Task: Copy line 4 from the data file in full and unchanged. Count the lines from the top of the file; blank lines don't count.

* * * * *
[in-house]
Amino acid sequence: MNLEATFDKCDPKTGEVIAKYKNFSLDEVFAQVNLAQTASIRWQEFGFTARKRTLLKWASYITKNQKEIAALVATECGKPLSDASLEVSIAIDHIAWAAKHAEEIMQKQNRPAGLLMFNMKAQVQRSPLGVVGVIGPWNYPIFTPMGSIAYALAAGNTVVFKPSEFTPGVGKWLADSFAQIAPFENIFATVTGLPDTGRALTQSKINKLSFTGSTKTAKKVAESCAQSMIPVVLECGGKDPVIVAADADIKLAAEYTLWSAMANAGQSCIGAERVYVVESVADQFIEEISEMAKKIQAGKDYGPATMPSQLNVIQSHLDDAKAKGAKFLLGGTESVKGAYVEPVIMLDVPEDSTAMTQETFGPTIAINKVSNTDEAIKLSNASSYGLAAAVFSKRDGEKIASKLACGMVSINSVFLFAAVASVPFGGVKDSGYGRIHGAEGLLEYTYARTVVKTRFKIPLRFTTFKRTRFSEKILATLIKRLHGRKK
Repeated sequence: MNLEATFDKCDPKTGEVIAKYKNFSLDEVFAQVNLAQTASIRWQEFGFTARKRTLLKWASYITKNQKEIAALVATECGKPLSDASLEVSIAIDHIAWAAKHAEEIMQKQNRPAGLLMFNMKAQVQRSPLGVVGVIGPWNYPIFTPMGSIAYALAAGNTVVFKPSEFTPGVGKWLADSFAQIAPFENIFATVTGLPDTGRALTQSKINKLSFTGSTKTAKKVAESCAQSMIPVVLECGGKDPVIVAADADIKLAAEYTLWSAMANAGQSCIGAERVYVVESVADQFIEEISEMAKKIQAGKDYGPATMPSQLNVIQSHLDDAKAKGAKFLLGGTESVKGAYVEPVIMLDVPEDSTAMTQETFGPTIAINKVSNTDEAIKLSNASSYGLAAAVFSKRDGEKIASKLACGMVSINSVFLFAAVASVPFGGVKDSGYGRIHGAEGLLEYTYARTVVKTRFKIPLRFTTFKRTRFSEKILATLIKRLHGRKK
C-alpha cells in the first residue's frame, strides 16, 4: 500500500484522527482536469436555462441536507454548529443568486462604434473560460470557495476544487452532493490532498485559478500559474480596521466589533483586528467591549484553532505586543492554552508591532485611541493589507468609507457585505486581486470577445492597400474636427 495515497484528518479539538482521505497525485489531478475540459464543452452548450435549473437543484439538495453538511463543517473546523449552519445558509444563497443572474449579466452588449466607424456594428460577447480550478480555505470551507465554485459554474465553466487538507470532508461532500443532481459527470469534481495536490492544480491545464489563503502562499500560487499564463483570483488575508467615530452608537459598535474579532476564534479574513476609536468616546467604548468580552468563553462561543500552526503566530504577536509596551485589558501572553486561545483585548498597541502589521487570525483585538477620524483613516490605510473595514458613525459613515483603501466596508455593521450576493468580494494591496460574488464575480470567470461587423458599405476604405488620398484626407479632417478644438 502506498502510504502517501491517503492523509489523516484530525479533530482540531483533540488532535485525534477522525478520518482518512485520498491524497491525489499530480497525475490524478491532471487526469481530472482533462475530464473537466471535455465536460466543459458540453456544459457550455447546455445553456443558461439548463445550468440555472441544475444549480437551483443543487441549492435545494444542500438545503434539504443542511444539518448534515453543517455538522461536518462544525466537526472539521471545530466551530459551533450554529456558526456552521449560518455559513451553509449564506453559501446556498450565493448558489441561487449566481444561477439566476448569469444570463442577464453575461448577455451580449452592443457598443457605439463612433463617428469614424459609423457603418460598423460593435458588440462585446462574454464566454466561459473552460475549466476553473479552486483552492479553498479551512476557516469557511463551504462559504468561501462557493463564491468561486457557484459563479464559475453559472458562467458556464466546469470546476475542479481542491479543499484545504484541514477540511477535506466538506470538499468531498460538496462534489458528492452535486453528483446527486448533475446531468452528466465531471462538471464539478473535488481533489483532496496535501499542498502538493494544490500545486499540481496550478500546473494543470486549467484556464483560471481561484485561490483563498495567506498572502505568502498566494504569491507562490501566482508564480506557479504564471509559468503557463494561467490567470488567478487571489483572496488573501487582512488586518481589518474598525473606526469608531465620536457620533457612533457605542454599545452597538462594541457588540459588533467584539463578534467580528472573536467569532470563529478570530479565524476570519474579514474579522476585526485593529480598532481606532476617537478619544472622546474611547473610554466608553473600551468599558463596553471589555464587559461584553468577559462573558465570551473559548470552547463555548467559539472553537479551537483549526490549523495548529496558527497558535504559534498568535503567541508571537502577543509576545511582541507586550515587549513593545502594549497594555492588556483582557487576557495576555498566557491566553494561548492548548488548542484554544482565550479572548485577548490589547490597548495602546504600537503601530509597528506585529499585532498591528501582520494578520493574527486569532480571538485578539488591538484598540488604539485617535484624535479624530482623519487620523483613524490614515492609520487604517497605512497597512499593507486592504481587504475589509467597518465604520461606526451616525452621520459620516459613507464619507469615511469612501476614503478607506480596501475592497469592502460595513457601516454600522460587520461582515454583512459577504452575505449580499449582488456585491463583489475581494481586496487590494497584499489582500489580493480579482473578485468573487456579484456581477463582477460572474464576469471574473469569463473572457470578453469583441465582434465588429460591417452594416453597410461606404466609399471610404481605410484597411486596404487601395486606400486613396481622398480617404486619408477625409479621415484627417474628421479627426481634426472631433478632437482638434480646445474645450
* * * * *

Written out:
C-alpha cells in the first residue's frame, strides 16, 4: 500500500484522527482536469436555462441536507454548529443568486462604434473560460470557495476544487452532493490532498485559478500559474480596521466589533483586528467591549484553532505586543492554552508591532485611541493589507468609507457585505486581486470577445492597400474636427 495515497484528518479539538482521505497525485489531478475540459464543452452548450435549473437543484439538495453538511463543517473546523449552519445558509444563497443572474449579466452588449466607424456594428460577447480550478480555505470551507465554485459554474465553466487538507470532508461532500443532481459527470469534481495536490492544480491545464489563503502562499500560487499564463483570483488575508467615530452608537459598535474579532476564534479574513476609536468616546467604548468580552468563553462561543500552526503566530504577536509596551485589558501572553486561545483585548498597541502589521487570525483585538477620524483613516490605510473595514458613525459613515483603501466596508455593521450576493468580494494591496460574488464575480470567470461587423458599405476604405488620398484626407479632417478644438 502506498502510504502517501491517503492523509489523516484530525479533530482540531483533540488532535485525534477522525478520518482518512485520498491524497491525489499530480497525475490524478491532471487526469481530472482533462475530464473537466471535455465536460466543459458540453456544459457550455447546455445553456443558461439548463445550468440555472441544475444549480437551483443543487441549492435545494444542500438545503434539504443542511444539518448534515453543517455538522461536518462544525466537526472539521471545530466551530459551533450554529456558526456552521449560518455559513451553509449564506453559501446556498450565493448558489441561487449566481444561477439566476448569469444570463442577464453575461448577455451580449452592443457598443457605439463612433463617428469614424459609423457603418460598423460593435458588440462585446462574454464566454466561459473552460475549466476553473479552486483552492479553498479551512476557516469557511463551504462559504468561501462557493463564491468561486457557484459563479464559475453559472458562467458556464466546469470546476475542479481542491479543499484545504484541514477540511477535506466538506470538499468531498460538496462534489458528492452535486453528483446527486448533475446531468452528466465531471462538471464539478473535488481533489483532496496535501499542498502538493494544490500545486499540481496550478500546473494543470486549467484556464483560471481561484485561490483563498495567506498572502505568502498566494504569491507562490501566482508564480506557479504564471509559468503557463494561467490567470488567478487571489483572496488573501487582512488586518481589518474598525473606526469608531465620536457620533457612533457605542454599545452597538462594541457588540459588533467584539463578534467580528472573536467569532470563529478570530479565524476570519474579514474579522476585526485593529480598532481606532476617537478619544472622546474611547473610554466608553473600551468599558463596553471589555464587559461584553468577559462573558465570551473559548470552547463555548467559539472553537479551537483549526490549523495548529496558527497558535504559534498568535503567541508571537502577543509576545511582541507586550515587549513593545502594549497594555492588556483582557487576557495576555498566557491566553494561548492548548488548542484554544482565550479572548485577548490589547490597548495602546504600537503601530509597528506585529499585532498591528501582520494578520493574527486569532480571538485578539488591538484598540488604539485617535484624535479624530482623519487620523483613524490614515492609520487604517497605512497597512499593507486592504481587504475589509467597518465604520461606526451616525452621520459620516459613507464619507469615511469612501476614503478607506480596501475592497469592502460595513457601516454600522460587520461582515454583512459577504452575505449580499449582488456585491463583489475581494481586496487590494497584499489582500489580493480579482473578485468573487456579484456581477463582477460572474464576469471574473469569463473572457470578453469583441465582434465588429460591417452594416453597410461606404466609399471610404481605410484597411486596404487601395486606400486613396481622398480617404486619408477625409479621415484627417474628421479627426481634426472631433478632437482638434480646445474645450